In the silent beauty of the velvet night,
Amidst the glittering Southern Cross,
You Dreamt a new dream.
The promised gift of eternal love for us in the mystery of your son –
A special Spirit Child, lying in a coolamon,
Born of a spirit woman,
Bringing Light and Hope into our world. Amen
Always Was, Always Will Be
Always Was, Always Will Be identifies that First Nations people have occupied and cared for this continent for over 65,000 years. We are spiritually and culturally connected to this country. This country was crisscrossed by generations of Aboriginal and Torres Strait Islander people who were Australia’s first explorers, first navigators, first engineers, first farmers, first botanists, first scientists, first diplomats, first astronomers and first artists.
Australia has the world’s oldest oral stories. The First Peoples engraved the world’s first maps, made the earliest paintings of ceremony and invented unique technologies. We built and engineered structures – structures on Earth – predating well-known sites such as the Egyptian Pyramids and Stonehenge.
Our adaptation and intimate knowledge of Country enabled us to endure climate change, catastrophic droughts and rising sea levels.
Always Was, Always Will Be. acknowledges that hundreds of Nations and our cultures covered this continent. All were managing the land – the biggest estate on earth – to sustainably provide for their future.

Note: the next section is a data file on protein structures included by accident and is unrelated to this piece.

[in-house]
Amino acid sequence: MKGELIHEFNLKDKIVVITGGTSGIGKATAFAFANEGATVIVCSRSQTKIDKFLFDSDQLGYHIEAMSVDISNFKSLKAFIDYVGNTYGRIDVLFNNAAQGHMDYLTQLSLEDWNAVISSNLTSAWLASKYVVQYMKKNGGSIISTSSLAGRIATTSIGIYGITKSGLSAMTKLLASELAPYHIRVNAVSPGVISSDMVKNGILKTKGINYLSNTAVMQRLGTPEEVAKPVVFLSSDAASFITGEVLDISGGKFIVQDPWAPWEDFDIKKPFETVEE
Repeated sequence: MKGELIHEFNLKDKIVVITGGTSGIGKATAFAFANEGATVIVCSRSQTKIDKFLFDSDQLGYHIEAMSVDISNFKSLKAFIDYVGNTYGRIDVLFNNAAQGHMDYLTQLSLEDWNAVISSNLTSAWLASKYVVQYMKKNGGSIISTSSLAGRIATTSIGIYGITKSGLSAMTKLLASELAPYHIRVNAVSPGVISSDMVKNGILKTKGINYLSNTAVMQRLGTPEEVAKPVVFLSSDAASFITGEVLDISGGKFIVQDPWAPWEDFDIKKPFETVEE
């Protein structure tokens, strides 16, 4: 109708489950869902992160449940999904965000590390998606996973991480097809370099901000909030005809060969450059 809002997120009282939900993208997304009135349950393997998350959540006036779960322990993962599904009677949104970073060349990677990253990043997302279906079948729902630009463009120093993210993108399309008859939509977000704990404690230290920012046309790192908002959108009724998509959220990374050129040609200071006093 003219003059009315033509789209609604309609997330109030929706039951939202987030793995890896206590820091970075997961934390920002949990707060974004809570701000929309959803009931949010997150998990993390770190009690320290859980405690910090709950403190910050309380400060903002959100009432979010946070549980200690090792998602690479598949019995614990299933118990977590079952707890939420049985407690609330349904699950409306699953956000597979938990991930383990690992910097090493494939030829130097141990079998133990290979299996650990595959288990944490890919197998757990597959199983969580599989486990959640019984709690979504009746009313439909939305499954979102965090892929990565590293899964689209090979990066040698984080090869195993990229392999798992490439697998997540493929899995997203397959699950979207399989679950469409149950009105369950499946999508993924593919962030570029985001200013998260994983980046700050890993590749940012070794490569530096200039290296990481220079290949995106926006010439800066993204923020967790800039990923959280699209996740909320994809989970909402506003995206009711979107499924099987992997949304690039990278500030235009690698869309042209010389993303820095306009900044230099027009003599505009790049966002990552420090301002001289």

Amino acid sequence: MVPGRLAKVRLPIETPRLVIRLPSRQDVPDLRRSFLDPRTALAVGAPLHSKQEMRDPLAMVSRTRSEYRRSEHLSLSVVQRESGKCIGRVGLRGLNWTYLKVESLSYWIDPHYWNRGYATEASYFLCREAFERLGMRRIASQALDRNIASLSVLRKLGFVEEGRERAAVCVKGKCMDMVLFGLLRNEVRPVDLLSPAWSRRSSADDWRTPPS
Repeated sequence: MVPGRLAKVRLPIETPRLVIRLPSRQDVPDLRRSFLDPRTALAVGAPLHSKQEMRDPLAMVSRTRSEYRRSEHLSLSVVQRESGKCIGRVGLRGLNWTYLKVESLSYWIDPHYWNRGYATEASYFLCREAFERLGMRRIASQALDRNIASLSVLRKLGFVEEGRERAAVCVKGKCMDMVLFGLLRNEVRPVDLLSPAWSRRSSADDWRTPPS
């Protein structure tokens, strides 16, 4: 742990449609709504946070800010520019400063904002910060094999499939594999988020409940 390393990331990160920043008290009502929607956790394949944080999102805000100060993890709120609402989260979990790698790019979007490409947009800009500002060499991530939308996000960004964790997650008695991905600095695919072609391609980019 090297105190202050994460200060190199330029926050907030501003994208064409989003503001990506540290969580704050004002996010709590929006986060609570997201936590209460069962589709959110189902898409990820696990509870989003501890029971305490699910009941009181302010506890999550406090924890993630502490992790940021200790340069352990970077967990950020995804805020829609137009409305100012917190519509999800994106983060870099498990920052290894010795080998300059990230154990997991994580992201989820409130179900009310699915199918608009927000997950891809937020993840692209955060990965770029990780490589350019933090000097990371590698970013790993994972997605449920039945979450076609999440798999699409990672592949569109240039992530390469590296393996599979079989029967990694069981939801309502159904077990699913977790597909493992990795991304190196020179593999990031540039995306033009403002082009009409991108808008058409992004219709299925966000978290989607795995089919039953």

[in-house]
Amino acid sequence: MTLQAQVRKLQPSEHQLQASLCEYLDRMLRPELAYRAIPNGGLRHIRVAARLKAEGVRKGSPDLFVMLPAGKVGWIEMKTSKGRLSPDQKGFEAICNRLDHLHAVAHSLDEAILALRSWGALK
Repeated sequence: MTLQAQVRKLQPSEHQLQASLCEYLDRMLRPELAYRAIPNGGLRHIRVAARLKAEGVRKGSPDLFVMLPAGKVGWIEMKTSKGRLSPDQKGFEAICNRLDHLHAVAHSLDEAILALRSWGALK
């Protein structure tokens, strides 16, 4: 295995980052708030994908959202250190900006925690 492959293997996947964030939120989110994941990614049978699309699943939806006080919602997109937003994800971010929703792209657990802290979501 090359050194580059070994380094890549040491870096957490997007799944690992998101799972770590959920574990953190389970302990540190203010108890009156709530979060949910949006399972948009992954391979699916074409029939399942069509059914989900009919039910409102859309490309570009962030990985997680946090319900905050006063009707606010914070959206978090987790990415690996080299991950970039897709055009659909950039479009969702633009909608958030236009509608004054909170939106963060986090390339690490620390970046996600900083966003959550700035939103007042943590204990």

Through indigenous land management systems, like fire stick farming, we transformed the harshest habitable continent into a land of bounty.
NAIDOC Week 2020 acknowledges and celebrates the very first footprints on this continent were those belonging to First Nations peoples. NAIDOC 2020 invites all Australians to embrace the true history of this country – a history which dates back thousands of generations. It is about seeing, hearing and learning the First Nations’ 65,000+ year history of this country – which is Australian history. We want all Australians to celebrate that we have the oldest continuing cultures on the planet and to recognise that our sovereignty was never ceded.
Brigidine College celebrates its ongoing connections with our Indigenous sisters and brothers as an inclusive community were all are ‘celebrates with joy and gratitude.’ Our College Mass was celebrated yesterday on the Holy Lawn by Fr Pan, students and staff. (below)
Year 12 Graduation
The College is very pleased to celebrate the Year 12 students’ graduation on Thursday 19 November. As the students and families have risen to the challenges of 2020, we acknowledge and join to praise and rejoice in their outstanding achievements.
The Graduation Mass and Ceremony will be held at Riverlife at 5.30pm and the College Community may wish to follow the event which will be live streamed. The Farewell Assembly will be held in the Kildare Hall. This event will also be live streamed for families.
Armistice Day – 11 November 2020
Acknowledging the sacrifice, women and men have given to their country. Lest We Forget.
Deputy Principal Mission
Week 7, 33rd Sunday in Ordinary Time Year A 2020
Monday 16: International Day for Tolerance
Tuesday 17: International Day of the Poor
Thursday 19: World Toilet Day
Gospel Matthew 25:14-15, 19-21